Dealing with cracks
Often furniture is manufactured to allow for movement; if you inspect the underside of a solid table for instance you will see that the table top is affixed to the apron or frame in a manner that allows the table top to expand and contract. The timber used for our rustic tables is rescued hardwood from discarded fences, as such the timber is too thin to make a solid table top so we affix them to either an MDF or plywood substrate. By directly attaching them to the substrate we restrict the movement and the results over time are cracks, making a rustic table even more rustic.
When you receive your rustic piece of furniture all the cracks, nail holes and crevices would have already been filled. We use an ebony wood filler as the black contrasts so well with the timber tones and makes these features really pop and become a characteristic of the item. Any future cracks that might occur can be dealt with in exactly the same manner if desired and it only takes a few minutes to do.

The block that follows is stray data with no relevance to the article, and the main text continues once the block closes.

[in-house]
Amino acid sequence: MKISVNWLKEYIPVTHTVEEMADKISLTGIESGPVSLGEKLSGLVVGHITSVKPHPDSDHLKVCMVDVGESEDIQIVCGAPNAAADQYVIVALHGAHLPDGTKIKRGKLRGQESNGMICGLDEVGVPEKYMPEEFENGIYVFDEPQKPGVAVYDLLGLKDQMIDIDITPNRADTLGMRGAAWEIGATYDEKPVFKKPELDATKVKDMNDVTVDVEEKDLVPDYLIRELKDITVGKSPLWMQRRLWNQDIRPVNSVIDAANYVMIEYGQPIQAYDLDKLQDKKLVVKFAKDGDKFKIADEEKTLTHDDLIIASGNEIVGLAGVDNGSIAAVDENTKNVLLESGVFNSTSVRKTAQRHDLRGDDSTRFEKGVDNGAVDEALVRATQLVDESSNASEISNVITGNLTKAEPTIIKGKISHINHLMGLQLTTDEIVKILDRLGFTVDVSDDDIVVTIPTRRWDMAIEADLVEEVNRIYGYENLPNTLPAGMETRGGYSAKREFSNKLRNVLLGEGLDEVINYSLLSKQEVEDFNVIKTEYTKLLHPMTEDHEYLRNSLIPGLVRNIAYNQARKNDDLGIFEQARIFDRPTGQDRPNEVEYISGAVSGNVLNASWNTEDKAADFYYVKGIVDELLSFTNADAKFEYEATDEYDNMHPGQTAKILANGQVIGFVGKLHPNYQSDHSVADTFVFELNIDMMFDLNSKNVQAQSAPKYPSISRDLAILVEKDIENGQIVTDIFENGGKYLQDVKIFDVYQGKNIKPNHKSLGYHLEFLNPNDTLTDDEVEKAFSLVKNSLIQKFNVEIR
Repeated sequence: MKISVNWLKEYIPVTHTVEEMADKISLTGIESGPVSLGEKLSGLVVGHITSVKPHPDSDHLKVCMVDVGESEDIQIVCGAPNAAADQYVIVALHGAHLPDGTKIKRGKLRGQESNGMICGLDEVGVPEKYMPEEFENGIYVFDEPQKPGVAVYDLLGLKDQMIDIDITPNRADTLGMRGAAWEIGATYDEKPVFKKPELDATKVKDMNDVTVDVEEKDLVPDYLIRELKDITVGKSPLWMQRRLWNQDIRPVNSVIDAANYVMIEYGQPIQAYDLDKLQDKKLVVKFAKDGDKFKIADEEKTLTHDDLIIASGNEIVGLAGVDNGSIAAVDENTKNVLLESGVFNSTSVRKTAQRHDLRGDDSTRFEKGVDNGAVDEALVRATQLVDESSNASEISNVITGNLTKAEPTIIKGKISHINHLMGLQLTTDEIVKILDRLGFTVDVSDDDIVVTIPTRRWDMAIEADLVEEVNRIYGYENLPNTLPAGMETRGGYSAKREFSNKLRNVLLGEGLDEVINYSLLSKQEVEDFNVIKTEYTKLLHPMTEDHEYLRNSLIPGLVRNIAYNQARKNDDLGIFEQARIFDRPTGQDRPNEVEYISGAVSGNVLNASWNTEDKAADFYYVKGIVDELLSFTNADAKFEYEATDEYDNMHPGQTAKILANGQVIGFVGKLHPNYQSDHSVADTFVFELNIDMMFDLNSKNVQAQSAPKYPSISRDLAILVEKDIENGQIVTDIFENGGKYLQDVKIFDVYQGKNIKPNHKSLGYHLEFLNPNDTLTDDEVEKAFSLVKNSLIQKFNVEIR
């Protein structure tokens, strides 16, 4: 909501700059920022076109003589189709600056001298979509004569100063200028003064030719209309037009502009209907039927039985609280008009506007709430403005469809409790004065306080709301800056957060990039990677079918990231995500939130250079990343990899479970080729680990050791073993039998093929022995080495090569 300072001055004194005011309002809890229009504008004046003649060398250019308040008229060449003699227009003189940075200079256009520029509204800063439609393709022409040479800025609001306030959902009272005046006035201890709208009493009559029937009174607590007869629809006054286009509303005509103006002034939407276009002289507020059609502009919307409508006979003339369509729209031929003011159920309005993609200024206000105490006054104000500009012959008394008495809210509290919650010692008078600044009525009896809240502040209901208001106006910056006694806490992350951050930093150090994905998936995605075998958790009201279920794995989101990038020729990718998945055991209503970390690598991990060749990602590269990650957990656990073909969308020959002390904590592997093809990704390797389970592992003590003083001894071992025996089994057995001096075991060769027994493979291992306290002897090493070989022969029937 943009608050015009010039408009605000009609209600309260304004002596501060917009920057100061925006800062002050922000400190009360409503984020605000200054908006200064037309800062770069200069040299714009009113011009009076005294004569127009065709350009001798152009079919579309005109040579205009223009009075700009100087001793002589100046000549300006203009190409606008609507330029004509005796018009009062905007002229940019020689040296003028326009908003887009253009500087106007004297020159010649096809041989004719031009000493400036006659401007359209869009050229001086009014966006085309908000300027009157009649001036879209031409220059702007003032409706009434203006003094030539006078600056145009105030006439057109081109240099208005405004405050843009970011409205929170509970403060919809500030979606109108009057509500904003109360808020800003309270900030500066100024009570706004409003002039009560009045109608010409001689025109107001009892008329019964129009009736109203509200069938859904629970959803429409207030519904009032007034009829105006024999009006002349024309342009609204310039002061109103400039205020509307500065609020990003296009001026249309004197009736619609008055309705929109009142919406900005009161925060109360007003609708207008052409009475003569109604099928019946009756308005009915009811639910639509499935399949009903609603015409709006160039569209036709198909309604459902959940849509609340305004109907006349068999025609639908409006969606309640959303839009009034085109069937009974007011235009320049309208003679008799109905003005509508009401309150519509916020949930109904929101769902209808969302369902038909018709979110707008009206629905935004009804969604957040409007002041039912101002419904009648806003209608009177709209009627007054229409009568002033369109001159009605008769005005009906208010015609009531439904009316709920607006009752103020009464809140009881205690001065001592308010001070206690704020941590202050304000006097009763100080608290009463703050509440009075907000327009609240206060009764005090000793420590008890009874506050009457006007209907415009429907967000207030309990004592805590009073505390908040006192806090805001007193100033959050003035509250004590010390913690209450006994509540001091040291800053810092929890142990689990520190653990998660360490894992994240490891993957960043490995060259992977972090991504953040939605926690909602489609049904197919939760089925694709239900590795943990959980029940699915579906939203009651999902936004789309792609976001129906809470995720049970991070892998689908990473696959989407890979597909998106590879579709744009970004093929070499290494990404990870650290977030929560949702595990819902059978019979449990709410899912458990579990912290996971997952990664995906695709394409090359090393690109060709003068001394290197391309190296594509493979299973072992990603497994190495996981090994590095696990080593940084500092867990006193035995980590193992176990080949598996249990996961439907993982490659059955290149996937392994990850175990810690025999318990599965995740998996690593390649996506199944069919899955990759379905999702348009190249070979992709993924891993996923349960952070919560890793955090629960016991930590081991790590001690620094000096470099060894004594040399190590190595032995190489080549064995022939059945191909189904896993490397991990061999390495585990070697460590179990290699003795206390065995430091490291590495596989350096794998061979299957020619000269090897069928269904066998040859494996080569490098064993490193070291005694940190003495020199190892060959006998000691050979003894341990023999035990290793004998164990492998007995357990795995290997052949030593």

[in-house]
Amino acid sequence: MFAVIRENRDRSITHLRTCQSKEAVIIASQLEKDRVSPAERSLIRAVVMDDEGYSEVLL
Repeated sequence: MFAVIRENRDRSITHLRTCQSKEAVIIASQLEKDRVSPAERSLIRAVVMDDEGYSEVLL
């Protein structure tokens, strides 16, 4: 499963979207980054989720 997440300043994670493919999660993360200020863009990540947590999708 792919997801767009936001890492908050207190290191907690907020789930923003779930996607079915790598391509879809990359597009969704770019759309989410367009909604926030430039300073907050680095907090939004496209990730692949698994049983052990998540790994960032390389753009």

Being rustic you may have no problem at all with any cracks that have formed, it’s rustic and in it’s most basic definition, rustic describes a design that’s natural, rough, aged, and casual. However, in some instances it may not be practical to have cracks, this is no problem. Simply buy a small pot of ebony wood filler from your local Bunnings or hardware store, thumb it into the crack and wipe off the excess with a damp cloth or sponge and its ready for a coat or two of poly. It’s as simple as that.